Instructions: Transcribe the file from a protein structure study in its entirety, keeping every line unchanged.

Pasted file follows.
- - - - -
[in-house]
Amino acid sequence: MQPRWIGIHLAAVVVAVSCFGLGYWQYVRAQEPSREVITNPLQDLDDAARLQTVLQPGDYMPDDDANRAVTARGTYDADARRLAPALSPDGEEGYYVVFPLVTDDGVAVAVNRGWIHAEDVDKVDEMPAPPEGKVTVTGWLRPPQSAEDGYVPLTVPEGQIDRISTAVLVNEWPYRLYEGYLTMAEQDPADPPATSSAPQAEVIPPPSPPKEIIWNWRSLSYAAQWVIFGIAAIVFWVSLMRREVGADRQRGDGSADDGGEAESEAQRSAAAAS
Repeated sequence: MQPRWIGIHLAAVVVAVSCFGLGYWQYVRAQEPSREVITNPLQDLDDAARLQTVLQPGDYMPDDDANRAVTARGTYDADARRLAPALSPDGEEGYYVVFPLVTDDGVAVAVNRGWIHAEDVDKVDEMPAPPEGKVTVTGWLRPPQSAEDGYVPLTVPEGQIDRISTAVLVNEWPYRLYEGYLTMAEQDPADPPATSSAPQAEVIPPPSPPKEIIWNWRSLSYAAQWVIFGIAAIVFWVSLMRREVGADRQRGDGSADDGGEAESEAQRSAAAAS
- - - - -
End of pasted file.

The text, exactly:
[in-house]
Amino acid sequence: MQPRWIGIHLAAVVVAVSCFGLGYWQYVRAQEPSREVITNPLQDLDDAARLQTVLQPGDYMPDDDANRAVTARGTYDADARRLAPALSPDGEEGYYVVFPLVTDDGVAVAVNRGWIHAEDVDKVDEMPAPPEGKVTVTGWLRPPQSAEDGYVPLTVPEGQIDRISTAVLVNEWPYRLYEGYLTMAEQDPADPPATSSAPQAEVIPPPSPPKEIIWNWRSLSYAAQWVIFGIAAIVFWVSLMRREVGADRQRGDGSADDGGEAESEAQRSAAAAS
Repeated sequence: MQPRWIGIHLAAVVVAVSCFGLGYWQYVRAQEPSREVITNPLQDLDDAARLQTVLQPGDYMPDDDANRAVTARGTYDADARRLAPALSPDGEEGYYVVFPLVTDDGVAVAVNRGWIHAEDVDKVDEMPAPPEGKVTVTGWLRPPQSAEDGYVPLTVPEGQIDRISTAVLVNEWPYRLYEGYLTMAEQDPADPPATSSAPQAEVIPPPSPPKEIIWNWRSLSYAAQWVIFGIAAIVFWVSLMRREVGADRQRGDGSADDGGEAESEAQRSAAAAS